What is an octothorpe and why should you care?

And now for your starter for ten.

What is an octothorpe?

The following definition comes from the World Wide Words website

Octothorpe is just one of a plethora of names for the symbol # In the US it’s often called the pound key, because it has long been used to mark numbers related to weight, or for similar reasons the number sign, which is also one of its internationally agreed names. Elsewhere it is commonly called hash, a term dating from the 1970s that may have been a popular misunderstanding of hatch.

So now you know if this question ever comes up in a pub quiz!

But more immediately why should you care about octothorpes or in Twitter parlance, hashtags?

A hashtag is a keyword marked by the # symbol in front of it. When you click on the hashtag it is hyperlinked to all other tweets using that tag, so it is a handy way to categorize tags and connect with others interested in the same topic.

Here is one on my own Twitter timeline for #bcsm (breast cancer social media) which represents an ongoing conversation on Twitter within the breast cancer community.Twitter really comes into its own when it draws interested parties together in a real-time virtual conversation this way and hashtags facilitate the conversation.

I also use hashtags to curate an event, either by building a story on storify (more about that in an upcoming post) or to look back after the event on what people have been tweeting. It is also  a useful tool during the event to see who is there that you might like to network with – simply search the hashtags to see who is present and tweeting from the event. This has worked very well for me at several recent events. Furthermore if I can’t attend an event in person, I can follow along on the conversation through the hashtags. It is also a great way to connect on and off line attendees and create a buzz around your event offline.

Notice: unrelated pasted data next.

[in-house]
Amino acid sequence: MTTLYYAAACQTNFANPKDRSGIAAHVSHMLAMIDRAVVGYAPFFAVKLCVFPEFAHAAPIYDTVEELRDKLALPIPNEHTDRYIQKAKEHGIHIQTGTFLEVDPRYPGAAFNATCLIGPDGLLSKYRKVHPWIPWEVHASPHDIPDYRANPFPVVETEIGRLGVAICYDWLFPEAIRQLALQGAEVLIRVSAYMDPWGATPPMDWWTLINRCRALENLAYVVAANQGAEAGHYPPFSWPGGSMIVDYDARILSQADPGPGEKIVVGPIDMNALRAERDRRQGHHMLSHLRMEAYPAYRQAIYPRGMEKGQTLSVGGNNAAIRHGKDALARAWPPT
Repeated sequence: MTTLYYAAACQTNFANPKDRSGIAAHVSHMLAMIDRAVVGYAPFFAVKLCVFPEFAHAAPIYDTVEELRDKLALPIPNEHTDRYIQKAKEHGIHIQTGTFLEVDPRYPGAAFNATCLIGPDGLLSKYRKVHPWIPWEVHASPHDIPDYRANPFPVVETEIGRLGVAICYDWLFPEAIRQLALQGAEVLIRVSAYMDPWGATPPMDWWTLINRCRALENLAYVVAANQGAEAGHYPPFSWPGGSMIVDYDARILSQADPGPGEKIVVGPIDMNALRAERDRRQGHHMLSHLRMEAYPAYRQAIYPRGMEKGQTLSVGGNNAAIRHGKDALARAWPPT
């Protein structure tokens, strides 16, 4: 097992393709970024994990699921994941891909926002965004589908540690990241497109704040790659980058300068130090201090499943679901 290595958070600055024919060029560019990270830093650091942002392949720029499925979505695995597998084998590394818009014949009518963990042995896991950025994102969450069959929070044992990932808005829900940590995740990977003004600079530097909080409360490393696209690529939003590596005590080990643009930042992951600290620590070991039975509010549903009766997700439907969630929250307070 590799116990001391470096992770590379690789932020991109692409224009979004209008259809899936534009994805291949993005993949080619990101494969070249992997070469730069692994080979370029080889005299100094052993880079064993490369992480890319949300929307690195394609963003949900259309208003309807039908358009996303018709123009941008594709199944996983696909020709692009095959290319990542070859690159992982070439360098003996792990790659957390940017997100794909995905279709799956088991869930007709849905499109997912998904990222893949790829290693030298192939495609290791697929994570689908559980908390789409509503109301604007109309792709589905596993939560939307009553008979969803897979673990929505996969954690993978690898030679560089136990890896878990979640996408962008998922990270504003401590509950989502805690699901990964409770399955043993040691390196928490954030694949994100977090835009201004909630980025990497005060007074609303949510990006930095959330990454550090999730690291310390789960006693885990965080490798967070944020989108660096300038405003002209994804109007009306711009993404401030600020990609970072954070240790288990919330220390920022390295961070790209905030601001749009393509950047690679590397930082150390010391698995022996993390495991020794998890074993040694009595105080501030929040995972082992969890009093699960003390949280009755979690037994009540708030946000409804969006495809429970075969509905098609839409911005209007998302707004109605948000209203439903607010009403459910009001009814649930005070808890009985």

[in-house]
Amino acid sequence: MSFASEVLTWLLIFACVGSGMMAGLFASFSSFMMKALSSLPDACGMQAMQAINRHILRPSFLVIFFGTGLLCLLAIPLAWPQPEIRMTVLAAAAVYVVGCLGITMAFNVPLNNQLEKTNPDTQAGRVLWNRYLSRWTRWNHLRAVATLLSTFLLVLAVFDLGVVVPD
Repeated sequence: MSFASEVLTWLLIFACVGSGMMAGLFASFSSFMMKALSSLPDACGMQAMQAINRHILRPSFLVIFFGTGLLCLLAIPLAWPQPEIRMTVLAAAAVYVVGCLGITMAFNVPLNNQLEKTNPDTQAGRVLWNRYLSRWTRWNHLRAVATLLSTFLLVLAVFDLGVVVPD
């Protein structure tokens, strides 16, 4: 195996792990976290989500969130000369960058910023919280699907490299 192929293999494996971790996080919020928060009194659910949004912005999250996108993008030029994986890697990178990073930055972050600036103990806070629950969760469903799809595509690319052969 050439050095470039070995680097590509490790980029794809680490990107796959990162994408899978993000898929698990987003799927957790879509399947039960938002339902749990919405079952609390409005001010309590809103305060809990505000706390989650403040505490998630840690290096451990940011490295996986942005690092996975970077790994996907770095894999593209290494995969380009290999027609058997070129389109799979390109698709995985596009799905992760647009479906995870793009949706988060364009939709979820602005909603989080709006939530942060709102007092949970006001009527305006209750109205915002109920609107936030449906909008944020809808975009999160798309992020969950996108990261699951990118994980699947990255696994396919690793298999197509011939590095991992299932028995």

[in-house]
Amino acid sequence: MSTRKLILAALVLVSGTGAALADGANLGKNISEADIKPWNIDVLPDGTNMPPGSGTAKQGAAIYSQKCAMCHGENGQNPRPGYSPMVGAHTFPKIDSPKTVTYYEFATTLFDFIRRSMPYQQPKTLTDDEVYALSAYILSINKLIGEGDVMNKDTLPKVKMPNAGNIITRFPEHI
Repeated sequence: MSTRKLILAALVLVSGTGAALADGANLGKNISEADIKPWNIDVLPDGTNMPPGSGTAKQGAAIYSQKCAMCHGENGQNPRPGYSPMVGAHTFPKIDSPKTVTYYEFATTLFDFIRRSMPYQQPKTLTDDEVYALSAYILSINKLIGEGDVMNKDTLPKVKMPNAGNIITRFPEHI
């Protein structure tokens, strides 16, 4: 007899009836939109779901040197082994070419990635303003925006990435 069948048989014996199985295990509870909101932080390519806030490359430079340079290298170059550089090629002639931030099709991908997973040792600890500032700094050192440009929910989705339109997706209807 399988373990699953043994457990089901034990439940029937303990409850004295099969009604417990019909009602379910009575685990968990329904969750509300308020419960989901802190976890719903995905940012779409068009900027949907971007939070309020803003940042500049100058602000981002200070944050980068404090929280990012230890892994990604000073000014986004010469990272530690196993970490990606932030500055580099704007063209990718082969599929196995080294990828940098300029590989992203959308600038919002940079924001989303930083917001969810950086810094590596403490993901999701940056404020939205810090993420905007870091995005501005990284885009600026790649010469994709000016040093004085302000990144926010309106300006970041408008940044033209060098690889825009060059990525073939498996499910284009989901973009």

This is just a simple overview of hashtags for Twitter newbies, and I hope it has demystified the octothorpe for you. So now, get tweeting and don’t forget those hashtags – who knows you may even start to trend if enough people tweet with your tags.

Happy Tweeting!

11 thoughts on “What is an octothorpe and why should you care?

  1. Good post for newbies.I didn’t really get the whole hashtag thing until now..but I can really see its potential after reading this.

  2. Love this! I’ve been blundering my way though Twitter over the past few months and starting to use hashtags without much understanding of why. But now I get it!

  3. paper.li picks up on hashtags to create its “papers” so there is an advantage to be had in using hashtags for this reason too.

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